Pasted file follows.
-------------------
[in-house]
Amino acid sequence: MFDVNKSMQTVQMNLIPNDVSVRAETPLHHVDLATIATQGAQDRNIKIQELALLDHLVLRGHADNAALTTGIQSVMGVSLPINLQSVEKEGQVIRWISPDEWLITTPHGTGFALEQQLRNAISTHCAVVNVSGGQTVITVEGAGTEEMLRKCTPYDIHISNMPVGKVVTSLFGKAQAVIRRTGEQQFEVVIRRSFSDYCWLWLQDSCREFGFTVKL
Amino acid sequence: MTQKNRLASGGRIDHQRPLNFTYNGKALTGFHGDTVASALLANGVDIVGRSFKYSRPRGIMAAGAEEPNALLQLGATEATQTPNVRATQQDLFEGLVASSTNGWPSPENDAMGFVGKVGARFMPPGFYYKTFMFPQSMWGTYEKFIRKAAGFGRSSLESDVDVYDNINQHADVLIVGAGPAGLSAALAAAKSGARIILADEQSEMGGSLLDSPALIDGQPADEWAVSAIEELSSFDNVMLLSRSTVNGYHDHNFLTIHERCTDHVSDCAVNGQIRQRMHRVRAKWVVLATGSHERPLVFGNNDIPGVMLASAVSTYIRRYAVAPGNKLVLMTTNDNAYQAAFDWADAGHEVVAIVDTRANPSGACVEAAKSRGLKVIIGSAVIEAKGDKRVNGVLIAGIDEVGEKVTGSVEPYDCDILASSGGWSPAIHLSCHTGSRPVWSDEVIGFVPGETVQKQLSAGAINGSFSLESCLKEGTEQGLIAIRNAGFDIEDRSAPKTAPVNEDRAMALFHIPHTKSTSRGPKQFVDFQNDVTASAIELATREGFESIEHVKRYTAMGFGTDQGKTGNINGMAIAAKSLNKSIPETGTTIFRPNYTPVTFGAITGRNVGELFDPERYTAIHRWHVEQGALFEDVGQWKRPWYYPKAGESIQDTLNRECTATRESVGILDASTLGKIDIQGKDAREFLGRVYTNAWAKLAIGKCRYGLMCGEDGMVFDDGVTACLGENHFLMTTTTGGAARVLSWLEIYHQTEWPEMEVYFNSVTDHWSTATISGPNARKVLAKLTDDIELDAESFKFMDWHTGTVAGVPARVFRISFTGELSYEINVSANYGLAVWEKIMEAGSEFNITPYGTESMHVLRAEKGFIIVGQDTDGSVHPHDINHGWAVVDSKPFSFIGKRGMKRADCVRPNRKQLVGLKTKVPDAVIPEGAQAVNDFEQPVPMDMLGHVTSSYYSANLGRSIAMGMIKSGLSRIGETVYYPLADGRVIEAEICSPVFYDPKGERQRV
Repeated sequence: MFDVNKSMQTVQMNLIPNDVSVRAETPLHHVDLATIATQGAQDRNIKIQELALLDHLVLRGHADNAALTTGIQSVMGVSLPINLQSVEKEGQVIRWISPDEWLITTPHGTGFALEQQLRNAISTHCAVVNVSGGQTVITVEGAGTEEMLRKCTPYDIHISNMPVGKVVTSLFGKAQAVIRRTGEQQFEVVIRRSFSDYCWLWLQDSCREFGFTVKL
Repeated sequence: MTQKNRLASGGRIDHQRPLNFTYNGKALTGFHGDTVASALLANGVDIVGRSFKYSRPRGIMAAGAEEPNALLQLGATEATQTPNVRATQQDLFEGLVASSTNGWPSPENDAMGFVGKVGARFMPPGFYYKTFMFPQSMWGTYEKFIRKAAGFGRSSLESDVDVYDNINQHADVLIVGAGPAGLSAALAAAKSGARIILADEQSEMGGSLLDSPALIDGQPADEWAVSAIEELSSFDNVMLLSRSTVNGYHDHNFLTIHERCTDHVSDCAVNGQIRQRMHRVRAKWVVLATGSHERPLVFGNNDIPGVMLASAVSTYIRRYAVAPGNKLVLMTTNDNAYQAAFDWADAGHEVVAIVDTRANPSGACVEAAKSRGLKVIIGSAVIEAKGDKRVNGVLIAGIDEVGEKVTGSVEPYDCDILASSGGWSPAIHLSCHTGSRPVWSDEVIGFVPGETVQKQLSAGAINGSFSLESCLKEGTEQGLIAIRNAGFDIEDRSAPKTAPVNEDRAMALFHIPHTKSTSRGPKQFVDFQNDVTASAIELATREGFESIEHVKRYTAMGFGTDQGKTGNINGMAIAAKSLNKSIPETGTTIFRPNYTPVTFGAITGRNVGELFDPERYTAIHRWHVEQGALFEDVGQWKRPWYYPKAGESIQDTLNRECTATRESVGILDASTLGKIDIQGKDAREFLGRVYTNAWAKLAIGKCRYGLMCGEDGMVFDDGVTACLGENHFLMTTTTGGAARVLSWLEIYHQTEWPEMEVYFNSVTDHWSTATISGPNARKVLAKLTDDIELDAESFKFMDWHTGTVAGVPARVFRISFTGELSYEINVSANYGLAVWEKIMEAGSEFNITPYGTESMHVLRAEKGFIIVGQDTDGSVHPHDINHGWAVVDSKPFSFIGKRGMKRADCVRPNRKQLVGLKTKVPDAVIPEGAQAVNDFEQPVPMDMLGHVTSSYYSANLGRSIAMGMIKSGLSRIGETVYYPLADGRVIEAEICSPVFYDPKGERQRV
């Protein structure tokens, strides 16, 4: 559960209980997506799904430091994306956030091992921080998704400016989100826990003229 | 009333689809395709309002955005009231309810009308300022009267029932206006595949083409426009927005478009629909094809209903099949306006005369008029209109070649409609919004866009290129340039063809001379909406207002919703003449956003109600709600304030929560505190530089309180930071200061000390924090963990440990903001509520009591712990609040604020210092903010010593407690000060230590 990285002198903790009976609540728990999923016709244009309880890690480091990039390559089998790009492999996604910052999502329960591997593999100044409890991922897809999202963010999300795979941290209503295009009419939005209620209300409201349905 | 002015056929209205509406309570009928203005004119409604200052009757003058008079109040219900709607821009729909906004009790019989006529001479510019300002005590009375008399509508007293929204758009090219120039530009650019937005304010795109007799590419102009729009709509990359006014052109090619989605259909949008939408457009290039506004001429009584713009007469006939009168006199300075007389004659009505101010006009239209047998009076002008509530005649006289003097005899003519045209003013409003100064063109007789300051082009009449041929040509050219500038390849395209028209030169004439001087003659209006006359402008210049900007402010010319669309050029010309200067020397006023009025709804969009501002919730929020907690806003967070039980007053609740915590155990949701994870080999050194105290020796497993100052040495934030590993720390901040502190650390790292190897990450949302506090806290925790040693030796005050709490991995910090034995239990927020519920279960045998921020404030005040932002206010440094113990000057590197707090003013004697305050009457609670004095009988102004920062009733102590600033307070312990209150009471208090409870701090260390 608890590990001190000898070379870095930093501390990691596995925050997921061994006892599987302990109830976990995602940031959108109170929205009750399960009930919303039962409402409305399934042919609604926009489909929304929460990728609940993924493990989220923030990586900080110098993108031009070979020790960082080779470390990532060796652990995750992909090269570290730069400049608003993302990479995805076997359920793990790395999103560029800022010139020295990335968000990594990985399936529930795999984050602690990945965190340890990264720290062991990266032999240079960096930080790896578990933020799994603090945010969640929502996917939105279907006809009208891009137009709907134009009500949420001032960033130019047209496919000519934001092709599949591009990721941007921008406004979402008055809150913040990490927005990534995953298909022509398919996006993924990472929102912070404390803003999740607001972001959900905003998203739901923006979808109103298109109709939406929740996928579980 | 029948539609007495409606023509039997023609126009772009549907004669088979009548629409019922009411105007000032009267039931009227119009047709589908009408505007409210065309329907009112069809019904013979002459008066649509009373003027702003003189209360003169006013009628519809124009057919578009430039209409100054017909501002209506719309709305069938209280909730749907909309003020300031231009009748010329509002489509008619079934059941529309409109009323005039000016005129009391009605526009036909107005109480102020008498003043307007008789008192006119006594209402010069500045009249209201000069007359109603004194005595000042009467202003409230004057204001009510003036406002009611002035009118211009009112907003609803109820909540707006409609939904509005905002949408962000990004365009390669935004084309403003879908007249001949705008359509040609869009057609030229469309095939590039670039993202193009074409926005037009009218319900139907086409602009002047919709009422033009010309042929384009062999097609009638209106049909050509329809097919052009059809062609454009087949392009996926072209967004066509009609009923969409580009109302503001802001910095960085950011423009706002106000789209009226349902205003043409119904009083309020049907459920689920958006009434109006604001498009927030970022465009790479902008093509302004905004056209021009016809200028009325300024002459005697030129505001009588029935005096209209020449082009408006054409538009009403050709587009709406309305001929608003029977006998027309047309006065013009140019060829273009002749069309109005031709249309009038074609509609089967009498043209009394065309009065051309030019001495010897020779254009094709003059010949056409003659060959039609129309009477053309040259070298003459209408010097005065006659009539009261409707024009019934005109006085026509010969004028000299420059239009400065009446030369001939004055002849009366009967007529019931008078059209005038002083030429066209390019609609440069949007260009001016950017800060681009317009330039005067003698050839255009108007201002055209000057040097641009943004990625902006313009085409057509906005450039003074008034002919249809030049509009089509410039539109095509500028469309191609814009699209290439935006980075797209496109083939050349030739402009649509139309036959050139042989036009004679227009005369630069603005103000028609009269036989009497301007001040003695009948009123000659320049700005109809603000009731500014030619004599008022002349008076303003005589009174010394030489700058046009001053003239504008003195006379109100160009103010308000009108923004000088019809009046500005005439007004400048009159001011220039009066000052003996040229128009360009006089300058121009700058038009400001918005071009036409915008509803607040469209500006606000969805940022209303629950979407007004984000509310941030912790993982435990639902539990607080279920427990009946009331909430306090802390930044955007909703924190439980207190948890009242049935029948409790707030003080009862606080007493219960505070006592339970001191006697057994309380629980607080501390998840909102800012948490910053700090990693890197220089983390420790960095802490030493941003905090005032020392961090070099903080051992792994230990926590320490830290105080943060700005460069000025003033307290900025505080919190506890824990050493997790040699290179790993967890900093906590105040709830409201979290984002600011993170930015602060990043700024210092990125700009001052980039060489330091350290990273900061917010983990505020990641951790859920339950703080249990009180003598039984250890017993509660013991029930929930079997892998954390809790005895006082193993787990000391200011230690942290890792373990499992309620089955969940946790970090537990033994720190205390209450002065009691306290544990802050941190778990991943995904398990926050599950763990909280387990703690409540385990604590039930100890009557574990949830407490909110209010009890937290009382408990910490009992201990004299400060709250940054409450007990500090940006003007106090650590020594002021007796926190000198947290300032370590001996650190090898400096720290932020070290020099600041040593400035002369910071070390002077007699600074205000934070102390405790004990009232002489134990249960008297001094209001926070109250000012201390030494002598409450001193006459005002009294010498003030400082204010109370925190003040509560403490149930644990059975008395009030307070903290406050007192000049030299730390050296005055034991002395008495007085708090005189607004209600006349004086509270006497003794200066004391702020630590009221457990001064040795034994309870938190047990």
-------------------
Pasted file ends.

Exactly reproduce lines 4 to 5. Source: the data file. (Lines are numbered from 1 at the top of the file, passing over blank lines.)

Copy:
Repeated sequence: MFDVNKSMQTVQMNLIPNDVSVRAETPLHHVDLATIATQGAQDRNIKIQELALLDHLVLRGHADNAALTTGIQSVMGVSLPINLQSVEKEGQVIRWISPDEWLITTPHGTGFALEQQLRNAISTHCAVVNVSGGQTVITVEGAGTEEMLRKCTPYDIHISNMPVGKVVTSLFGKAQAVIRRTGEQQFEVVIRRSFSDYCWLWLQDSCREFGFTVKL
Repeated sequence: MTQKNRLASGGRIDHQRPLNFTYNGKALTGFHGDTVASALLANGVDIVGRSFKYSRPRGIMAAGAEEPNALLQLGATEATQTPNVRATQQDLFEGLVASSTNGWPSPENDAMGFVGKVGARFMPPGFYYKTFMFPQSMWGTYEKFIRKAAGFGRSSLESDVDVYDNINQHADVLIVGAGPAGLSAALAAAKSGARIILADEQSEMGGSLLDSPALIDGQPADEWAVSAIEELSSFDNVMLLSRSTVNGYHDHNFLTIHERCTDHVSDCAVNGQIRQRMHRVRAKWVVLATGSHERPLVFGNNDIPGVMLASAVSTYIRRYAVAPGNKLVLMTTNDNAYQAAFDWADAGHEVVAIVDTRANPSGACVEAAKSRGLKVIIGSAVIEAKGDKRVNGVLIAGIDEVGEKVTGSVEPYDCDILASSGGWSPAIHLSCHTGSRPVWSDEVIGFVPGETVQKQLSAGAINGSFSLESCLKEGTEQGLIAIRNAGFDIEDRSAPKTAPVNEDRAMALFHIPHTKSTSRGPKQFVDFQNDVTASAIELATREGFESIEHVKRYTAMGFGTDQGKTGNINGMAIAAKSLNKSIPETGTTIFRPNYTPVTFGAITGRNVGELFDPERYTAIHRWHVEQGALFEDVGQWKRPWYYPKAGESIQDTLNRECTATRESVGILDASTLGKIDIQGKDAREFLGRVYTNAWAKLAIGKCRYGLMCGEDGMVFDDGVTACLGENHFLMTTTTGGAARVLSWLEIYHQTEWPEMEVYFNSVTDHWSTATISGPNARKVLAKLTDDIELDAESFKFMDWHTGTVAGVPARVFRISFTGELSYEINVSANYGLAVWEKIMEAGSEFNITPYGTESMHVLRAEKGFIIVGQDTDGSVHPHDINHGWAVVDSKPFSFIGKRGMKRADCVRPNRKQLVGLKTKVPDAVIPEGAQAVNDFEQPVPMDMLGHVTSSYYSANLGRSIAMGMIKSGLSRIGETVYYPLADGRVIEAEICSPVFYDPKGERQRV